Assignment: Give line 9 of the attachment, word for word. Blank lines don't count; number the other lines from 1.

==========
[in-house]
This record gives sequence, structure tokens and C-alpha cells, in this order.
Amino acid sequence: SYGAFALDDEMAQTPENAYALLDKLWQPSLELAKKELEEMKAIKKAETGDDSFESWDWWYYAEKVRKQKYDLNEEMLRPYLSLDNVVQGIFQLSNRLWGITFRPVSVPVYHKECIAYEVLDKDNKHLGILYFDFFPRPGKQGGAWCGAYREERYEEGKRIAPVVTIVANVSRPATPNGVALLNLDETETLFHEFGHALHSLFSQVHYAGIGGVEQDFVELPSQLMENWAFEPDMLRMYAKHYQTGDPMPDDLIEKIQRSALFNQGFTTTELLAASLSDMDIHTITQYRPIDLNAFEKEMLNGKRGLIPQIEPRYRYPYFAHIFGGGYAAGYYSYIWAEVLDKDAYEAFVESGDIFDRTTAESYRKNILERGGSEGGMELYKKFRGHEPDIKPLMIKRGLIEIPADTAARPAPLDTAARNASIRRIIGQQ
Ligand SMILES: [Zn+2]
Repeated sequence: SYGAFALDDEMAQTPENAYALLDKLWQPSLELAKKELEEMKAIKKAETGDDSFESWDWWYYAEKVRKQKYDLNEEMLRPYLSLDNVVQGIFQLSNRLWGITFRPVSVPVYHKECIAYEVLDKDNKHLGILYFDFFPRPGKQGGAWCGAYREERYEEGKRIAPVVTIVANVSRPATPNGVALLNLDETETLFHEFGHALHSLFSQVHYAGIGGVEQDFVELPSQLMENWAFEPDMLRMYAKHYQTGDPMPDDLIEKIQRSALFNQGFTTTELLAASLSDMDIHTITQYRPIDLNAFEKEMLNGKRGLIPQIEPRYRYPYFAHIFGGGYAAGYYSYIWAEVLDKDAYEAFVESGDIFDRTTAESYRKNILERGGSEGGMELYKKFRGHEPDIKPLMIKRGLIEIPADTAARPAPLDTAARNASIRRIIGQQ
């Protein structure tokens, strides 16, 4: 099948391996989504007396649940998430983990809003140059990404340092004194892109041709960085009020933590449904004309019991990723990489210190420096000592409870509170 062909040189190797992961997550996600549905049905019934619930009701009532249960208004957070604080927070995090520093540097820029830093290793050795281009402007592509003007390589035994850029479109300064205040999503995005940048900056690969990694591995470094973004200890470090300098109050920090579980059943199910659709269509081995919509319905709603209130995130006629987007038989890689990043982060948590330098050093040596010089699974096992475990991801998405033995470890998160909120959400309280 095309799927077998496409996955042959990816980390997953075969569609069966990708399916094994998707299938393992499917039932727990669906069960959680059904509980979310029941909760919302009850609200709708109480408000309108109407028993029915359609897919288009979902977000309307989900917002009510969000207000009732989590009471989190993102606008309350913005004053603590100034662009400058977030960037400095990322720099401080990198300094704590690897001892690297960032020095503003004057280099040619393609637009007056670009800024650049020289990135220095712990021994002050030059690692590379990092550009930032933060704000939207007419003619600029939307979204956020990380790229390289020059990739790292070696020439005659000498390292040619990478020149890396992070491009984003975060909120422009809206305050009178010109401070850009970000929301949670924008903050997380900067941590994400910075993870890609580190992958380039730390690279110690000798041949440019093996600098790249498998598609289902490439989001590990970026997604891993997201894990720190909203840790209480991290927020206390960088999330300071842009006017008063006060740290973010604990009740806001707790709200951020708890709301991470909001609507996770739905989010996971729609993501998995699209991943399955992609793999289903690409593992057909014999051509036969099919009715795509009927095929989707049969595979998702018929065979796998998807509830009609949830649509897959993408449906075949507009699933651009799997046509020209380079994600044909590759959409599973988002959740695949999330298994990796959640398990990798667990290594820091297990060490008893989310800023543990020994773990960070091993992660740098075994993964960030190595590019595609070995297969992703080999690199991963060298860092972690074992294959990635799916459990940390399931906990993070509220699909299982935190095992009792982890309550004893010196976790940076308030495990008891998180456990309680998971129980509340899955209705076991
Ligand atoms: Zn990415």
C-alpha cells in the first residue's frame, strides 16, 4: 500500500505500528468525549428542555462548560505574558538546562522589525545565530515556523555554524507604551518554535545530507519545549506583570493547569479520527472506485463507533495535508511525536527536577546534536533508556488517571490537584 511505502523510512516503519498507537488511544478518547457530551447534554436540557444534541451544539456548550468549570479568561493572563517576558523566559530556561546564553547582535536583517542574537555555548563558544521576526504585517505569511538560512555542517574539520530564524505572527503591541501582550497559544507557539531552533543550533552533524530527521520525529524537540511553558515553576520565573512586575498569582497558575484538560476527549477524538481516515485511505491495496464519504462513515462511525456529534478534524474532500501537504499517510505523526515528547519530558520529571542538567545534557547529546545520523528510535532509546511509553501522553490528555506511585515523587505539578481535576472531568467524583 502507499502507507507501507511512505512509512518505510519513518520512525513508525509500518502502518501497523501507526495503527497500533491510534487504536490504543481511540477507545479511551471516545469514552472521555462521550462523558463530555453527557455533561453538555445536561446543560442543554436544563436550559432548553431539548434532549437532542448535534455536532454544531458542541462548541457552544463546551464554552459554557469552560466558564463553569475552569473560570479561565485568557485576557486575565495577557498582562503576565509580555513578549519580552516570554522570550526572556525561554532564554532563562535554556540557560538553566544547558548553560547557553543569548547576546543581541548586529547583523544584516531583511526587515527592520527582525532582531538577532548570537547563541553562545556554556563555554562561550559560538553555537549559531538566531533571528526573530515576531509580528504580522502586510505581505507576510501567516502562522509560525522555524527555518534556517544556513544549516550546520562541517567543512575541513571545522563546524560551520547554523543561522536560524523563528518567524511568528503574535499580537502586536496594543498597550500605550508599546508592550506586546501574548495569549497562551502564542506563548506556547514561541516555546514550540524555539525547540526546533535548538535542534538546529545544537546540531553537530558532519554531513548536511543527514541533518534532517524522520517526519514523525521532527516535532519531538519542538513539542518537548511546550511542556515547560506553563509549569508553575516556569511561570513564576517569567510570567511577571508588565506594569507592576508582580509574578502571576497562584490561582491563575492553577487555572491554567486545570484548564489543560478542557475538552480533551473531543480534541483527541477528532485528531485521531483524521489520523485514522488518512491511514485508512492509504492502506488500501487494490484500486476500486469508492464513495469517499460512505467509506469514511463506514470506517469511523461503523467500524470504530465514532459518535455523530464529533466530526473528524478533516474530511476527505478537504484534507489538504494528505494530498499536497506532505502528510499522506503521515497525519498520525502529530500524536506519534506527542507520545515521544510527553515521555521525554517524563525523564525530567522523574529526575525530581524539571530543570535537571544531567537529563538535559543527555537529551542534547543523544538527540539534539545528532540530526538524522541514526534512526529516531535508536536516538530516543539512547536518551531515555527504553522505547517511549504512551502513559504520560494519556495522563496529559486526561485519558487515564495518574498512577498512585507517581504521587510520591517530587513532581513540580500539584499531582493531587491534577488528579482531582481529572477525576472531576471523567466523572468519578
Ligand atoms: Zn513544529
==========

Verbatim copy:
Ligand atoms: Zn513544529